• Margaret R. Somers (associate professor, sociology and history) ultimately aims to craft a theory of rights based on the comparative history of Anglo-American citizenship from the 14th through the 19th centuries. In "The People and the Law: The Making of Modern Citzenship," she will argue that modern citizenship was not merely a by-product of the transition from feudalism to capitalism, but that it emerged from the "interaction of national legal institutions and rules with tenacious patterns of local citizenship practices." Somers will be the A. Bartlett Giamatti Faculty Fellow.

  • Alexandre Dauge-Roth (Romance languages) is analyzing the French testimonial literature of AIDS sufferers and concentration camp survivors. In "Altered Identities and the Home of Testimony," he asks: what are the narrative strategies of bearing witness to experiences that "traumatically alter the subject's identities," experiences that estrange people from themselves and dislocate them from their former places in "the society to which they return or belong?" Testimony, he argues, represents a way of renegotiating identity and a path home. Dauge-Roth will hold the Rackham Dean's Graduate Student Fellowship.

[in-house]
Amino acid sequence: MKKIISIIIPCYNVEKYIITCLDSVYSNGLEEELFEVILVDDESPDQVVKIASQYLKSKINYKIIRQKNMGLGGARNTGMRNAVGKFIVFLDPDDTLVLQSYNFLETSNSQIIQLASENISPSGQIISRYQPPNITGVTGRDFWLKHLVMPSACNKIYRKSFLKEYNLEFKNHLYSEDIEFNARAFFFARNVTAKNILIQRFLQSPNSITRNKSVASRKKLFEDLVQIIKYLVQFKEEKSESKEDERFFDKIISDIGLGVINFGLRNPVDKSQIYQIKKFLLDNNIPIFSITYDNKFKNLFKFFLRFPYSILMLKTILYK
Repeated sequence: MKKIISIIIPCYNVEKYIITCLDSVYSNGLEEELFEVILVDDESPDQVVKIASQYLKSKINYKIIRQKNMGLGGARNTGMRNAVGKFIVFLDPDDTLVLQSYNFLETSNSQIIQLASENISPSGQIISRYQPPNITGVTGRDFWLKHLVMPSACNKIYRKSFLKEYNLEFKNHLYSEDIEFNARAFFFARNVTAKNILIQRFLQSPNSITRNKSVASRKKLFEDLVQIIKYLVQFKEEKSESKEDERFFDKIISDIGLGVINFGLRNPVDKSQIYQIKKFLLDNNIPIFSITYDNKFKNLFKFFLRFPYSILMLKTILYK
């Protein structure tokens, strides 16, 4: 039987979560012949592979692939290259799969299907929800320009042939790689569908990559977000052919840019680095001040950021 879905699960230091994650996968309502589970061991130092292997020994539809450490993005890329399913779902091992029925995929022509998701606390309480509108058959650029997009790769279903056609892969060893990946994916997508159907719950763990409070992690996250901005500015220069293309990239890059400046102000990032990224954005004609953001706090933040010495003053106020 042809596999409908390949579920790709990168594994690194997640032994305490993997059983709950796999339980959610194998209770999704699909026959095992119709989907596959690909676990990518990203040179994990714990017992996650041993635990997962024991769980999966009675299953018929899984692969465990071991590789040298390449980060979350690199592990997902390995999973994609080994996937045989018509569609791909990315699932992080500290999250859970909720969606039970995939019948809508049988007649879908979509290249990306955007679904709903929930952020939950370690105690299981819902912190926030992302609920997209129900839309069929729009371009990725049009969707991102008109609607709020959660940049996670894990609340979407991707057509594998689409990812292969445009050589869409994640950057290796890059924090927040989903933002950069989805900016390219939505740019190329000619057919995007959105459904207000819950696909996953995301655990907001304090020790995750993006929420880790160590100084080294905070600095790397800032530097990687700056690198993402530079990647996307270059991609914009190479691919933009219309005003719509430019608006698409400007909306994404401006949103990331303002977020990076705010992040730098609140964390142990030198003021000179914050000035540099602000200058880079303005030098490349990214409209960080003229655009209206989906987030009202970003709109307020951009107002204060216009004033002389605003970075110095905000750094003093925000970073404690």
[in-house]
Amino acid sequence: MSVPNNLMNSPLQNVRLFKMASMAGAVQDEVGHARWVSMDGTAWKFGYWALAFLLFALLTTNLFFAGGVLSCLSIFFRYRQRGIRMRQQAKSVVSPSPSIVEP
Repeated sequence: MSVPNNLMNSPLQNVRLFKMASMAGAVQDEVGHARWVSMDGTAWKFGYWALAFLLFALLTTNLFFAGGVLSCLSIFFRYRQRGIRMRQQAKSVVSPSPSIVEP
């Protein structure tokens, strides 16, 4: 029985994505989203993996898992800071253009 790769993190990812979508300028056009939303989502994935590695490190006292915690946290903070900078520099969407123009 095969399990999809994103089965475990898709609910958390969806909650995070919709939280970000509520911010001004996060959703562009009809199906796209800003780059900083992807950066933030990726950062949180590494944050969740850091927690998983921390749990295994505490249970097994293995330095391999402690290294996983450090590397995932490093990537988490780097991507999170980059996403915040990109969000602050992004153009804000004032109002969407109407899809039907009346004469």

• Andrew Kirshner (music composition) will write "Relive the Magic: An Evening with Tony Amore," an experimental music-theater piece. Amore, an aging pop-icon based on Frank Sinatra, is making his final appearance on stage at the taping of a public TV gala, a pledge-week special honoring the singer's long life and career. The piece explores the themes of "aging, self-invention, reality and myth-making in the ephemeral context of American media-culture." Kirshner, the work's principal performer as well as its composer and librettist, will be the Hunting Family Graduate Student Fellow.